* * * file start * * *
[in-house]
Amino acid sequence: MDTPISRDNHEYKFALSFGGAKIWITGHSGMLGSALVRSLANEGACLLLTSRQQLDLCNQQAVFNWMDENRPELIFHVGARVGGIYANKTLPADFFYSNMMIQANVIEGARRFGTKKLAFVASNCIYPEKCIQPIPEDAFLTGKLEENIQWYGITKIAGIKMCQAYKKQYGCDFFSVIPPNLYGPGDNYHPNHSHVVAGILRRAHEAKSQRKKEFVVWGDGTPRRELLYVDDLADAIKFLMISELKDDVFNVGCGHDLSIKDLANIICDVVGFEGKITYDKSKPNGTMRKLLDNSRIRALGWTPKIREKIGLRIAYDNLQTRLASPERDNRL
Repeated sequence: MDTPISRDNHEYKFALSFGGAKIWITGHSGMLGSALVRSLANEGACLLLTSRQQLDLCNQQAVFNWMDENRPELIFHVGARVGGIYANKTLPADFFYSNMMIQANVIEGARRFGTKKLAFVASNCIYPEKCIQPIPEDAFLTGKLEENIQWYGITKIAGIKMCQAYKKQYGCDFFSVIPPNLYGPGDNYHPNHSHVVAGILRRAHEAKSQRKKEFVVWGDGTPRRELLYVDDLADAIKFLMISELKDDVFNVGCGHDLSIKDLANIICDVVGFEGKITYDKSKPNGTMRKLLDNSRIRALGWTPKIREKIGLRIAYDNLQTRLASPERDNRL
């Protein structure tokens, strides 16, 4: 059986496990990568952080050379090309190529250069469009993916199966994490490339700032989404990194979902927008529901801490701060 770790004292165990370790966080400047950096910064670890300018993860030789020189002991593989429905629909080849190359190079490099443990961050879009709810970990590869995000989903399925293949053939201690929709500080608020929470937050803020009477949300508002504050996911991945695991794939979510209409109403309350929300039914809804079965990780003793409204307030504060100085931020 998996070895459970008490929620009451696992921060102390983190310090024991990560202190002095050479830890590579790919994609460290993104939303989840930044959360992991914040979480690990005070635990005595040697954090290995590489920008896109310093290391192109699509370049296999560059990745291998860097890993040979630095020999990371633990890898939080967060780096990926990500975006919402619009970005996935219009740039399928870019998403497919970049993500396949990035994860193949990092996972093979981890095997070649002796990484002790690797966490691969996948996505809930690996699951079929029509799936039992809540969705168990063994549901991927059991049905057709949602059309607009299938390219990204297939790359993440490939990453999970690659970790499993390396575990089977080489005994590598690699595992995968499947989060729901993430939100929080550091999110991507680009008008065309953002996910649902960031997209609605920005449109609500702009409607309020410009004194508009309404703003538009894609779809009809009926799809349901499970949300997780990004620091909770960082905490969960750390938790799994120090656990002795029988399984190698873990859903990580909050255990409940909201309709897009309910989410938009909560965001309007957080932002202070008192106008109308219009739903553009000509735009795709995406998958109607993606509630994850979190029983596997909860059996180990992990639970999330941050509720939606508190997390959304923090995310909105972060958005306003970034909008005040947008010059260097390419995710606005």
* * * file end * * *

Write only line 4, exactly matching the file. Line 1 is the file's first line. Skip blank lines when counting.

């Protein structure tokens, strides 16, 4: 059986496990990568952080050379090309190529250069469009993916199966994490490339700032989404990194979902927008529901801490701060 770790004292165990370790966080400047950096910064670890300018993860030789020189002991593989429905629909080849190359190079490099443990961050879009709810970990590869995000989903399925293949053939201690929709500080608020929470937050803020009477949300508002504050996911991945695991794939979510209409109403309350929300039914809804079965990780003793409204307030504060100085931020 998996070895459970008490929620009451696992921060102390983190310090024991990560202190002095050479830890590579790919994609460290993104939303989840930044959360992991914040979480690990005070635990005595040697954090290995590489920008896109310093290391192109699509370049296999560059990745291998860097890993040979630095020999990371633990890898939080967060780096990926990500975006919402619009970005996935219009740039399928870019998403497919970049993500396949990035994860193949990092996972093979981890095997070649002796990484002790690797966490691969996948996505809930690996699951079929029509799936039992809540969705168990063994549901991927059991049905057709949602059309607009299938390219990204297939790359993440490939990453999970690659970790499993390396575990089977080489005994590598690699595992995968499947989060729901993430939100929080550091999110991507680009008008065309953002996910649902960031997209609605920005449109609500702009409607309020410009004194508009309404703003538009894609779809009809009926799809349901499970949300997780990004620091909770960082905490969960750390938790799994120090656990002795029988399984190698873990859903990580909050255990409940909201309709897009309910989410938009909560965001309007957080932002202070008192106008109308219009739903553009000509735009795709995406998958109607993606509630994850979190029983596997909860059996180990992990639970999330941050509720939606508190997390959304923090995310909105972060958005306003970034909008005040947008010059260097390419995710606005």